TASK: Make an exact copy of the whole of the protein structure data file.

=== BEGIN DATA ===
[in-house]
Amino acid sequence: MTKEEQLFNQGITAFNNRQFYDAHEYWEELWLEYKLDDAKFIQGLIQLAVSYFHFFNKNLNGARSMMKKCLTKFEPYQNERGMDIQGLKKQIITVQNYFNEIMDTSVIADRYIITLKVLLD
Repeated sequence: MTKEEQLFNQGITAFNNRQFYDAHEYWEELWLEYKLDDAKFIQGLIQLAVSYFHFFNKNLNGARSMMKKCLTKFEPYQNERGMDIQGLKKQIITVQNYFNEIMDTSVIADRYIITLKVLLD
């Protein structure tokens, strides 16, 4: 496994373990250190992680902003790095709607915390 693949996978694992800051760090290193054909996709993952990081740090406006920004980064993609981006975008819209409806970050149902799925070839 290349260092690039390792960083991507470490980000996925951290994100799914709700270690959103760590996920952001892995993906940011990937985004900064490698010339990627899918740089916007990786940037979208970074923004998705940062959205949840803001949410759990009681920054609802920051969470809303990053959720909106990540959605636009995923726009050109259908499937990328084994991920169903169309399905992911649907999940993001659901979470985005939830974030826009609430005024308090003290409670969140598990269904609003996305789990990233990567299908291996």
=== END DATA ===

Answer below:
[in-house]
Amino acid sequence: MTKEEQLFNQGITAFNNRQFYDAHEYWEELWLEYKLDDAKFIQGLIQLAVSYFHFFNKNLNGARSMMKKCLTKFEPYQNERGMDIQGLKKQIITVQNYFNEIMDTSVIADRYIITLKVLLD
Repeated sequence: MTKEEQLFNQGITAFNNRQFYDAHEYWEELWLEYKLDDAKFIQGLIQLAVSYFHFFNKNLNGARSMMKKCLTKFEPYQNERGMDIQGLKKQIITVQNYFNEIMDTSVIADRYIITLKVLLD
């Protein structure tokens, strides 16, 4: 496994373990250190992680902003790095709607915390 693949996978694992800051760090290193054909996709993952990081740090406006920004980064993609981006975008819209409806970050149902799925070839 290349260092690039390792960083991507470490980000996925951290994100799914709700270690959103760590996920952001892995993906940011990937985004900064490698010339990627899918740089916007990786940037979208970074923004998705940062959205949840803001949410759990009681920054609802920051969470809303990053959720909106990540959605636009995923726009050109259908499937990328084994991920169903169309399905992911649907999940993001659901979470985005939830974030826009609430005024308090003290409670969140598990269904609003996305789990990233990567299908291996």